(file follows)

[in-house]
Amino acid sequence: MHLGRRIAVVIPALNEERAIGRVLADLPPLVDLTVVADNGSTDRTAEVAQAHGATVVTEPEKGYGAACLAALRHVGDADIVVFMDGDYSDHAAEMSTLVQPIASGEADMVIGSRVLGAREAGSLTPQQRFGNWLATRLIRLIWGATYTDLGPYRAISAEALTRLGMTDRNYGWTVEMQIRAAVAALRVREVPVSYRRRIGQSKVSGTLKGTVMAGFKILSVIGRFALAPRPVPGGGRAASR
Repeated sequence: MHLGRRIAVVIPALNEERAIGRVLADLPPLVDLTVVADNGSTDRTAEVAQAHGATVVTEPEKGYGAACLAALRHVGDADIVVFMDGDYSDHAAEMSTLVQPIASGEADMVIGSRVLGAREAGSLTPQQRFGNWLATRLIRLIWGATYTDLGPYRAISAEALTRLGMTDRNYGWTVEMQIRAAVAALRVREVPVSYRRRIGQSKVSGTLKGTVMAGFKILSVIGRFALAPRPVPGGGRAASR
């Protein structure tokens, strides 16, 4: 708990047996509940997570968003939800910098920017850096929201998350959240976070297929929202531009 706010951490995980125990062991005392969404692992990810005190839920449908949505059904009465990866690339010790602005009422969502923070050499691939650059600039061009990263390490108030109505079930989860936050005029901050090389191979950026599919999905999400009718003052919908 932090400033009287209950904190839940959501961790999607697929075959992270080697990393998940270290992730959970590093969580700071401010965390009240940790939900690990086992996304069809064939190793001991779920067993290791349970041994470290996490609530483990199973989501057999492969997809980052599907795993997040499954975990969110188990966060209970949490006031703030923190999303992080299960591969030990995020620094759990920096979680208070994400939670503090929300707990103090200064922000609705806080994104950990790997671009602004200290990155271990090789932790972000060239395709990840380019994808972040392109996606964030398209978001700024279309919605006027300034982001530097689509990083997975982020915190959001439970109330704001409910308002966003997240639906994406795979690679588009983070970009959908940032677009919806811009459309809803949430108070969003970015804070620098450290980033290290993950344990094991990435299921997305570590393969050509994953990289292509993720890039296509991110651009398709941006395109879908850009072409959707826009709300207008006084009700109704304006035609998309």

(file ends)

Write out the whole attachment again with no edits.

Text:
[in-house]
Amino acid sequence: MHLGRRIAVVIPALNEERAIGRVLADLPPLVDLTVVADNGSTDRTAEVAQAHGATVVTEPEKGYGAACLAALRHVGDADIVVFMDGDYSDHAAEMSTLVQPIASGEADMVIGSRVLGAREAGSLTPQQRFGNWLATRLIRLIWGATYTDLGPYRAISAEALTRLGMTDRNYGWTVEMQIRAAVAALRVREVPVSYRRRIGQSKVSGTLKGTVMAGFKILSVIGRFALAPRPVPGGGRAASR
Repeated sequence: MHLGRRIAVVIPALNEERAIGRVLADLPPLVDLTVVADNGSTDRTAEVAQAHGATVVTEPEKGYGAACLAALRHVGDADIVVFMDGDYSDHAAEMSTLVQPIASGEADMVIGSRVLGAREAGSLTPQQRFGNWLATRLIRLIWGATYTDLGPYRAISAEALTRLGMTDRNYGWTVEMQIRAAVAALRVREVPVSYRRRIGQSKVSGTLKGTVMAGFKILSVIGRFALAPRPVPGGGRAASR
């Protein structure tokens, strides 16, 4: 708990047996509940997570968003939800910098920017850096929201998350959240976070297929929202531009 706010951490995980125990062991005392969404692992990810005190839920449908949505059904009465990866690339010790602005009422969502923070050499691939650059600039061009990263390490108030109505079930989860936050005029901050090389191979950026599919999905999400009718003052919908 932090400033009287209950904190839940959501961790999607697929075959992270080697990393998940270290992730959970590093969580700071401010965390009240940790939900690990086992996304069809064939190793001991779920067993290791349970041994470290996490609530483990199973989501057999492969997809980052599907795993997040499954975990969110188990966060209970949490006031703030923190999303992080299960591969030990995020620094759990920096979680208070994400939670503090929300707990103090200064922000609705806080994104950990790997671009602004200290990155271990090789932790972000060239395709990840380019994808972040392109996606964030398209978001700024279309919605006027300034982001530097689509990083997975982020915190959001439970109330704001409910308002966003997240639906994406795979690679588009983070970009959908940032677009919806811009459309809803949430108070969003970015804070620098450290980033290290993950344990094991990435299921997305570590393969050509994953990289292509993720890039296509991110651009398709941006395109879908850009072409959707826009709300207008006084009700109704304006035609998309």